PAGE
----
Help your Parents get Retirement-Ready

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For the first 30 years of your life, your parents worry about you. For the next 30, you worry about them! Even the idea that your parents are getting older and may need your help physically and emotionally takes some getting used to, but that’s just life! The one aspect you definitely need to think about is how to help your parents prepare financially for retirement. Here are some things you need to think about.

The Retired Life

Today, the typical age of retirement is about 60. With growing life expectancy, your parents need to plan for a retired life of at least 25 years. This is a period during which their income would be greatly reduced but expenses may not. In fact, these could go up.
In a way, it is lucky that a majority of the previous generation worked in the public sector or with the government — a lot of them have a pension income today. While this is one steady stream, it may not be sufficient to cover all of their expenses. Here is where supplementing this with additional investments becomes important.

Wealth for Health

First off, check whether your parents have adequate health insurance — often, the parental coverage your employer provides may not suffice. When buying a separate medical policy for your parents, make sure it covers critical illnesses. Also check when the policy cover becomes effective — some policies cover common age-related ailments like joint replacement and arthritis only 2–3 years after policy commencement. The older your parents are, the more limiting policy terms become and the higher the premium they will have to pay. So, it’s best to apply sooner rather than later, if they don’t have a good policy already.

A Rainy Day May Be Just Around The Corner

Parents have a tendency to spend a lot of their retirement benefits on us, their children — they pay for weddings, spend lavishly on grandchildren, and insist on helping us with our home loans. So it’s up to us to help them understand the importance of having an emergency fund.
The usual tendency of that generation is to put all of their money (PF payouts, retirement benefits, etc.) in an FD and live off the interest. Nothing could be worse because of the abysmal post-tax returns FDs give. The real reason they don’t think beyond FDs is the risk factor. “At my age, I cannot afford to lose money” is a real fear and you must respect it. Encourage them to invest a bulk of their retirement benefits in instruments that give easy liquidity and good returns at low risk levels.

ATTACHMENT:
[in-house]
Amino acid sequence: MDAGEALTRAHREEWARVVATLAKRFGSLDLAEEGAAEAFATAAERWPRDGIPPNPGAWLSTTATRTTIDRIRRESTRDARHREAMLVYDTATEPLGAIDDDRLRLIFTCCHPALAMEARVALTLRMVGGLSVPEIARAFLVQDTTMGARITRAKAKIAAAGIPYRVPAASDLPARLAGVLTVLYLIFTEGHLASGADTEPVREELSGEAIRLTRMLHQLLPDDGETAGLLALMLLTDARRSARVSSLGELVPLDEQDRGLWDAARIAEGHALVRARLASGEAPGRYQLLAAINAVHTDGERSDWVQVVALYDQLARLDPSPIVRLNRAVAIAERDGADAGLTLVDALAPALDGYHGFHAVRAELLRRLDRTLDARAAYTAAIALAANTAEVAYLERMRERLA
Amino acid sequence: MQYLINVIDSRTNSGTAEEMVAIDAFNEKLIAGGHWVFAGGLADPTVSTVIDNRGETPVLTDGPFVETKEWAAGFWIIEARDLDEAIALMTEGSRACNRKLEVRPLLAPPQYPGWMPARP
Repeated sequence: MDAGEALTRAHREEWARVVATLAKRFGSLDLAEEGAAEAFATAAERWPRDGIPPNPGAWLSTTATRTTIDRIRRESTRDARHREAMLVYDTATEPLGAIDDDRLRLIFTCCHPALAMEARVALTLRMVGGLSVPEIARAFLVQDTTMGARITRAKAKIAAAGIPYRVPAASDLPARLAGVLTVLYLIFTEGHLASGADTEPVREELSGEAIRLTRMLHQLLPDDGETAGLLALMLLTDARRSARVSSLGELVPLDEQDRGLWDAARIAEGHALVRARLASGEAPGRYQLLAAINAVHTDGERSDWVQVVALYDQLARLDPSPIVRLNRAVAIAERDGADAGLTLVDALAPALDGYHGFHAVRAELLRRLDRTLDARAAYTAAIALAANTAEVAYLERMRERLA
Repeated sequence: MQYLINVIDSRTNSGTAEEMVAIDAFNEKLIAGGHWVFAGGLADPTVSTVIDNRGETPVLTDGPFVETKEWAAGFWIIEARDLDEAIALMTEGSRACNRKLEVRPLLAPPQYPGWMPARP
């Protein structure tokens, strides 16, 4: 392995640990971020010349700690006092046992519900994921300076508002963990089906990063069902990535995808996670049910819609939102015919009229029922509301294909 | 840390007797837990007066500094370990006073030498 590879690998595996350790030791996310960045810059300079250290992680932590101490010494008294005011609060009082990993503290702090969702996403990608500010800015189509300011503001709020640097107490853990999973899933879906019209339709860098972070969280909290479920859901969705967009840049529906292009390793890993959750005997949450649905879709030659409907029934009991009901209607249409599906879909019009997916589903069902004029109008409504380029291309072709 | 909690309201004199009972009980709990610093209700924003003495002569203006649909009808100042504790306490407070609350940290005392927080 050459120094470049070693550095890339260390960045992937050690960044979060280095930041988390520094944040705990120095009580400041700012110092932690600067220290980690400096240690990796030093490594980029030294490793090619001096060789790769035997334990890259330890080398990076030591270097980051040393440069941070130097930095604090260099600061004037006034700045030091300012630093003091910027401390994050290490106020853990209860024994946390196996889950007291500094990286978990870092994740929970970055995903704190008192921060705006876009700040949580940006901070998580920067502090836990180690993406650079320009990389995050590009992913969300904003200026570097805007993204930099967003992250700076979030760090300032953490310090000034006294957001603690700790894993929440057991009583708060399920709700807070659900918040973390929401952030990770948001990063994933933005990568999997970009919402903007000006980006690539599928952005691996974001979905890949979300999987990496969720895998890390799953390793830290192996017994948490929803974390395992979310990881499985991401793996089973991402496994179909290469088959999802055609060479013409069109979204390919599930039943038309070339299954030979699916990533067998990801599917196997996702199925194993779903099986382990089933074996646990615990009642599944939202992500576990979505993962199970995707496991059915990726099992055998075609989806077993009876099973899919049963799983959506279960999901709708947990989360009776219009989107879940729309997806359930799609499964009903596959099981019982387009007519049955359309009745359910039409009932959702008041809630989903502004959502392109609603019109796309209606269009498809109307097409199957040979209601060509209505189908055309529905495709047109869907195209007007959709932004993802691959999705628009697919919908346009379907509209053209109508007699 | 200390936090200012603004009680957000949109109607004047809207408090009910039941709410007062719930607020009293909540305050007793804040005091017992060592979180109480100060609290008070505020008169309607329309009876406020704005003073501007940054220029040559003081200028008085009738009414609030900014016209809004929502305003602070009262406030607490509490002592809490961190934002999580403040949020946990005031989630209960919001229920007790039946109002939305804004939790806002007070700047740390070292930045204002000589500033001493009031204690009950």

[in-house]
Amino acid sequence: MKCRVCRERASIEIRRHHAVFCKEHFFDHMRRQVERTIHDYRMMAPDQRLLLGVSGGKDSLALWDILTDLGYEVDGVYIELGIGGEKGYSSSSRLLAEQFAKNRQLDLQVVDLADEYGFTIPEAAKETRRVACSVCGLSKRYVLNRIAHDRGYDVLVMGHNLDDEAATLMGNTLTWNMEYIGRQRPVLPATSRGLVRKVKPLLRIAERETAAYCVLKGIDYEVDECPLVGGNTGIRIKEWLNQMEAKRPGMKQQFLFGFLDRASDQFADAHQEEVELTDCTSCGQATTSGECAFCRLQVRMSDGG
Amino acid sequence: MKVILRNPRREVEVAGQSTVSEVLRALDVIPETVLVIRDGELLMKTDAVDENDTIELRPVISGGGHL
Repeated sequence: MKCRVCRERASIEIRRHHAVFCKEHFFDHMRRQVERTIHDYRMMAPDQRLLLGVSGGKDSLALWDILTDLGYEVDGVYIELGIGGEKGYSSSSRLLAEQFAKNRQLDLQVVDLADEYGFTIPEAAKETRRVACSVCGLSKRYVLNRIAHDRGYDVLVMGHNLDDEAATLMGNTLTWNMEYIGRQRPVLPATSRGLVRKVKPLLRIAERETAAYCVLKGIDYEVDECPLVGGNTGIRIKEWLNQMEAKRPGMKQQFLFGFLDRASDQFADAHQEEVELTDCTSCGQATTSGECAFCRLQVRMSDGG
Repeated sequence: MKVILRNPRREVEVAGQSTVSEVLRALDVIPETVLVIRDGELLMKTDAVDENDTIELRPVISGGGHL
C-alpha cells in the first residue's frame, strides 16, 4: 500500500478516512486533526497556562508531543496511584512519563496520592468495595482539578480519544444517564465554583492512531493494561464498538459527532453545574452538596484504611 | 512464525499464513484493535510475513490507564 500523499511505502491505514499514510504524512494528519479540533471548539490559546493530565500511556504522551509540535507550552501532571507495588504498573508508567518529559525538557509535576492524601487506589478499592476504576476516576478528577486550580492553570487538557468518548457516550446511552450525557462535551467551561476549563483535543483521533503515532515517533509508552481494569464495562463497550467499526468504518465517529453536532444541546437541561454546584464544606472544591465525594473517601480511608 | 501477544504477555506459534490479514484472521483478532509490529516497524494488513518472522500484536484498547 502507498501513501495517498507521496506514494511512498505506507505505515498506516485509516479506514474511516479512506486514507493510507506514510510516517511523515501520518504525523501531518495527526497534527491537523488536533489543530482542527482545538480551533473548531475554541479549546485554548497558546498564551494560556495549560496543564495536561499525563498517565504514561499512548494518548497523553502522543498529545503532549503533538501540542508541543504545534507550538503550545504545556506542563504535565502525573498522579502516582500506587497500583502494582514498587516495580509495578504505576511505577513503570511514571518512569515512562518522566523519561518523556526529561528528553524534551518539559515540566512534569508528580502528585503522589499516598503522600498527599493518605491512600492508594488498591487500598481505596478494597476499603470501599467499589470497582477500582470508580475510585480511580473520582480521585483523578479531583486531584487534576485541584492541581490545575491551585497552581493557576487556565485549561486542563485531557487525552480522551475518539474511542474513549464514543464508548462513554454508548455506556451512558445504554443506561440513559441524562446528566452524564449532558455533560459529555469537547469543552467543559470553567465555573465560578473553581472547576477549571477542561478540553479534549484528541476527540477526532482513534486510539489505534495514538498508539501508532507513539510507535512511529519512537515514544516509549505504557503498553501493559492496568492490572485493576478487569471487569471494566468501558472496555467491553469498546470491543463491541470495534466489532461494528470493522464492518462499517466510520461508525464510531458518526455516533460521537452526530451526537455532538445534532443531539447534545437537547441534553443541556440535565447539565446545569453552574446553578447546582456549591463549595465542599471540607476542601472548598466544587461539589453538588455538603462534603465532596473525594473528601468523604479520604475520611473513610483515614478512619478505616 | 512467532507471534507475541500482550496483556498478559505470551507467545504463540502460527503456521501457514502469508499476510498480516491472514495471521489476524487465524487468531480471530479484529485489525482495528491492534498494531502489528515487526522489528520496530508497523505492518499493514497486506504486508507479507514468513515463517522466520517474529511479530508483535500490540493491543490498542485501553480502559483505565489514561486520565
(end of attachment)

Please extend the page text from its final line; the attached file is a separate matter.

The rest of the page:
Investing Retirement Benefits: Dos & Don’ts

No ULIPs. No Term Insurance

While medical insurance is important, a big term insurance for life is not a good idea for anyone who’s left their earning years behind them. Neither are ULIPs that combine investments and insurance — the two are best kept separate. These not only generate poor returns of 4–5% but also have long lock-in periods.

Debt-led Portfolios

Fixed income funds are a great alternative to FDs and it is a good idea to invest a lump sum from retirement benefits in these. These typically follow an accrual strategy, which means that they tend to invest in companies for the long term and benefit from the returns. They will also benefit from indexation for any Debt funds held for more than 3 years. The tax liability can come down to 2–5% of the gains as opposed to 30% on Fixed Deposits!!

Limiting Equity Exposure

For anyone who’s retired, no more than 30% of their portfolio should be in equity. However, if your parents have money they know they are not going to use or need for at least 5 years, they can consider moving this into equity-led portfolios through a Systematic Transfer Plan (STP).
We recommend these Safe Investment Options for people over the age of 60. These allow you to put your money in low risk portfolios that even large firms invest in and still get double the returns of FDs. There is no lock-in period, so the money is available to you anytime they need it. Here’s a look at the returns you get when you invest 5 lakhs for a period of 1 year in such funds as compared to FDs.

SIPs Are Always A Good Idea

Remember that financial independence post retirement will be very important to your parents. So, in addition to a monthly income for their living expenses and an emergency fund for their medical requirements, a disposable lump sum coming their way every 3–4 years will let them spend on the things they want to do: take a vacation, get gifts for their grandchildren, or contribute to family functions like weddings.

Even when monthly income is reduced during retirement, it is possible to put by a little bit every month and keep building wealth. For this, choose conservative portfolios that minimize equity exposure and offer stable, consistent returns. The returns also become tax-free after 1 year. Here’s a look at how an Equity Savings Fund performs at a monthly investment of just Rs.3000 over a 3-year period.

Get them started sooner in their journeys of managing their corpuses. The benefit on taxation is enough to switch out of FDs. Given the long life expectancies, it is important to get more structured about managing the retirement nest egg!

This article was first published on LinkedIn by Prateek Mehta

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